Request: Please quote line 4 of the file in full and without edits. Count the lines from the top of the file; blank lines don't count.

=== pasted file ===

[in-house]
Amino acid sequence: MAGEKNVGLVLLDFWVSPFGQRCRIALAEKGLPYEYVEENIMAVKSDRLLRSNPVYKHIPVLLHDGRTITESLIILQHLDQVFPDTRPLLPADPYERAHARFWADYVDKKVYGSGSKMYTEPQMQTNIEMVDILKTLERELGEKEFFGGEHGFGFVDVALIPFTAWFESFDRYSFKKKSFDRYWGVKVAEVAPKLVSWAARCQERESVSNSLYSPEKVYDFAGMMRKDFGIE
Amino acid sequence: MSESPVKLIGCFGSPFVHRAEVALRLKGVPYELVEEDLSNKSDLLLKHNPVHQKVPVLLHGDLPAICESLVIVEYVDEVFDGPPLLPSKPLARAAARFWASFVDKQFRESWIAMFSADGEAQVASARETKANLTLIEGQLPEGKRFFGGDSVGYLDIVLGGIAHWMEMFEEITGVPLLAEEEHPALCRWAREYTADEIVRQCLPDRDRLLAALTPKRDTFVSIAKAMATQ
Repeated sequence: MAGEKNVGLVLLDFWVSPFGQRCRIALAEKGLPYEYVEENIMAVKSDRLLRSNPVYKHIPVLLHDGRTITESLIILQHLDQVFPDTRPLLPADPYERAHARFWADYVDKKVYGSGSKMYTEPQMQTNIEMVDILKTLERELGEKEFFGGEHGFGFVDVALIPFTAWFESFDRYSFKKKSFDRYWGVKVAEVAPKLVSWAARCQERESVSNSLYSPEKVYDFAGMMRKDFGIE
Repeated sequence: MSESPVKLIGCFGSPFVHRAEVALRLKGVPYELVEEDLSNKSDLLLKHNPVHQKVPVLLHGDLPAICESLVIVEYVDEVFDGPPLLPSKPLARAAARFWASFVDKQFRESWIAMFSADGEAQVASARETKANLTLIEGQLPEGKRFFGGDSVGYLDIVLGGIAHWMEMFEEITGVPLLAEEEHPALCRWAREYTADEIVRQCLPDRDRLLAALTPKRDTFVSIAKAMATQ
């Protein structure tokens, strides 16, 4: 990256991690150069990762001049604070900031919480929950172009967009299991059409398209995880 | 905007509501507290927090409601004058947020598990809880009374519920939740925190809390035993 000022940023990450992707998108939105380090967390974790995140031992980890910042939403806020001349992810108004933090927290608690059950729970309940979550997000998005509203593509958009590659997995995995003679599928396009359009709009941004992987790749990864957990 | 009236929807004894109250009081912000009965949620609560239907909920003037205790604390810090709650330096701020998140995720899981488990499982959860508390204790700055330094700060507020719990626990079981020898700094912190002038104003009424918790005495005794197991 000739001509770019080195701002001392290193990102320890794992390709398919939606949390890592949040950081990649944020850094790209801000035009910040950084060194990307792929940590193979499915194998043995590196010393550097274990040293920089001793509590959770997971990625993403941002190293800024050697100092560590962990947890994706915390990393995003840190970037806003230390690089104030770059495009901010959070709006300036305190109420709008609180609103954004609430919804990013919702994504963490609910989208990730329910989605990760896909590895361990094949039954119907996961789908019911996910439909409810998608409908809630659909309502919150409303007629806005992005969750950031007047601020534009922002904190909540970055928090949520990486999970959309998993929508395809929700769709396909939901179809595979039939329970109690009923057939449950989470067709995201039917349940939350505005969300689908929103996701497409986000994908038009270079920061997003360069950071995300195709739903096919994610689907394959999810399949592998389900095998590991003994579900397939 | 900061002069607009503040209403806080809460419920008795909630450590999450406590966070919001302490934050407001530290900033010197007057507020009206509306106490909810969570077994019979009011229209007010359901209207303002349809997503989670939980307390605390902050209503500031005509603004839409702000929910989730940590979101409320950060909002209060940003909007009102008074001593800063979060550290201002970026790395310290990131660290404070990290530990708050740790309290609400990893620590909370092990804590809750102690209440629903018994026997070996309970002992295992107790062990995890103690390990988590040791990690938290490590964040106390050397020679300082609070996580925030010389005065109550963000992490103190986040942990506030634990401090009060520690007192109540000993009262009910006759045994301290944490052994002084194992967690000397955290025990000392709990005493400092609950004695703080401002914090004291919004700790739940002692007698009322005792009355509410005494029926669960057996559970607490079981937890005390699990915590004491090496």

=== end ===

Repeated sequence: MAGEKNVGLVLLDFWVSPFGQRCRIALAEKGLPYEYVEENIMAVKSDRLLRSNPVYKHIPVLLHDGRTITESLIILQHLDQVFPDTRPLLPADPYERAHARFWADYVDKKVYGSGSKMYTEPQMQTNIEMVDILKTLERELGEKEFFGGEHGFGFVDVALIPFTAWFESFDRYSFKKKSFDRYWGVKVAEVAPKLVSWAARCQERESVSNSLYSPEKVYDFAGMMRKDFGIE